In these Saturday articles he also did what he could to advance the almost completely non-existent Australian film industry.  I remember a number of long articles about Giorgio Mangiamele an Italian- Australian photographer who, against massive odds including overwhelming lack of  local interest did succeed in making several feature films in the late 50s and early 60s.

He’d also support the activities of various film groups around Melbourne.  These would include the significant pioneer community screenings of documentary programmes organised by Edwin Schefferle at the State Film Centre.  And here he was a wonderful friend to MUFS – Melbourne University Film Society.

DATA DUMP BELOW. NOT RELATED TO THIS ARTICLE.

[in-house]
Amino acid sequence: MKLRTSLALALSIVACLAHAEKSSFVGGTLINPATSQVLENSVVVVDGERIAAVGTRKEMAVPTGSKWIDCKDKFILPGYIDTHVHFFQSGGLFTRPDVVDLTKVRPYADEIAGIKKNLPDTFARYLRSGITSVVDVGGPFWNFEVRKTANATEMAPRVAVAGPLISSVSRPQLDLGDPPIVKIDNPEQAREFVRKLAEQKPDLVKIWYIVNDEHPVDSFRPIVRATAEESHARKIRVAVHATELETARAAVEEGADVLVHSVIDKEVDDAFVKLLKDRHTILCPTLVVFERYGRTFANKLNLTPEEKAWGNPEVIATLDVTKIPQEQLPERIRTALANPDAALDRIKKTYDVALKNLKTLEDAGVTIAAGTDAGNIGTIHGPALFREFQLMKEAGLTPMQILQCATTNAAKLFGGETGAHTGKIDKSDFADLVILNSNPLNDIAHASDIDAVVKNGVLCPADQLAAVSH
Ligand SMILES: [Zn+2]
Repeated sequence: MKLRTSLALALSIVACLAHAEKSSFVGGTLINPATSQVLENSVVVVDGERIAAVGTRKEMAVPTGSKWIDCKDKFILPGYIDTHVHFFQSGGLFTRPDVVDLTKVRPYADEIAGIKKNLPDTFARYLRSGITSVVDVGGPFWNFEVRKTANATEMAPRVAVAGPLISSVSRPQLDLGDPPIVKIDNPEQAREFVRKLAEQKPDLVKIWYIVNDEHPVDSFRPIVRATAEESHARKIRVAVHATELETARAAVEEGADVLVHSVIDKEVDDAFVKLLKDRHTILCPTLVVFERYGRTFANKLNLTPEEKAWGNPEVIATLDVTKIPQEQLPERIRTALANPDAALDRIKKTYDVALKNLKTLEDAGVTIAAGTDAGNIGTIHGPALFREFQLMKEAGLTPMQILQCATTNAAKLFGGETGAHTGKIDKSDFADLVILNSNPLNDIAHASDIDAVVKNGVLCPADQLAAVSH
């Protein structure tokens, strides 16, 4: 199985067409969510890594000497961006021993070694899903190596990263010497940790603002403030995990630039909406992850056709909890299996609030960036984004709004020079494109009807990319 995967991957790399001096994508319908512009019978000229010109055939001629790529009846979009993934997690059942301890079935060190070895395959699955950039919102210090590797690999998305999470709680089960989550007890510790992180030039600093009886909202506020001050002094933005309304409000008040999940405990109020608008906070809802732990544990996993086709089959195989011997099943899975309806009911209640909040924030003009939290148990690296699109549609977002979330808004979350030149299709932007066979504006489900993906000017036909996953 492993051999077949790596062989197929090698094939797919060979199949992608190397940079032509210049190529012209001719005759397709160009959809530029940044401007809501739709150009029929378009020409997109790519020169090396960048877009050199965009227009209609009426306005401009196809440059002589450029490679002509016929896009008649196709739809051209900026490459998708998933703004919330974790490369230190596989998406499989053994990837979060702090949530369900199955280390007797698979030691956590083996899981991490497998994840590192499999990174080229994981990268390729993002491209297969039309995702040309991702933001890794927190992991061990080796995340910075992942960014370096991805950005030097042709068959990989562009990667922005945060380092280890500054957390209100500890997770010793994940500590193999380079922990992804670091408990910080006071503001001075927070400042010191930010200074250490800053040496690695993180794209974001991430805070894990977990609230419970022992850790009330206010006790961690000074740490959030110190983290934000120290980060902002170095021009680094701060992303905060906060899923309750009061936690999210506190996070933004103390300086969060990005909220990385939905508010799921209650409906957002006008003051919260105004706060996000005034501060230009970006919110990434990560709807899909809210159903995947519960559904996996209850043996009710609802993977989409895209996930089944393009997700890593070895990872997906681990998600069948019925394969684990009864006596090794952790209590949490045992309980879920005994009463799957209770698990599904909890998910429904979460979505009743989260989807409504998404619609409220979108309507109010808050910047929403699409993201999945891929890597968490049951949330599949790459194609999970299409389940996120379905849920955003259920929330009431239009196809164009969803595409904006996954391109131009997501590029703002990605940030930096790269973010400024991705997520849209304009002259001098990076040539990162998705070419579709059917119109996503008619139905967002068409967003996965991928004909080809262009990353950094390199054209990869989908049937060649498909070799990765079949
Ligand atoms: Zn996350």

In the early sixties, MUFS had campus screenings on set weekdays during term for the student body. But twice a year – during the Autumn and Spring Vacations when the Union Theatre was not need for student theatre productions, and before the non-academic year period when the fledgling Union Theatre Company (the starting point of the current Melbourne Theatre Company used the theatre) used the theatre under John Sumner - MUFS held a Night Season.
For us, a night season was two weeks of evening screenings, promoted not just to fellow undergraduates, but to the Melbourne community at large. Programmes were built around a theme.  In the fifties, they’d been some very much in Colin Bennett’s comfort zone. One had been on British Cinema.  There had also been rare public screenings of the newly available Ivan the Terrible (both parts) by Sergei Eisenstein which no commercial theatre would show.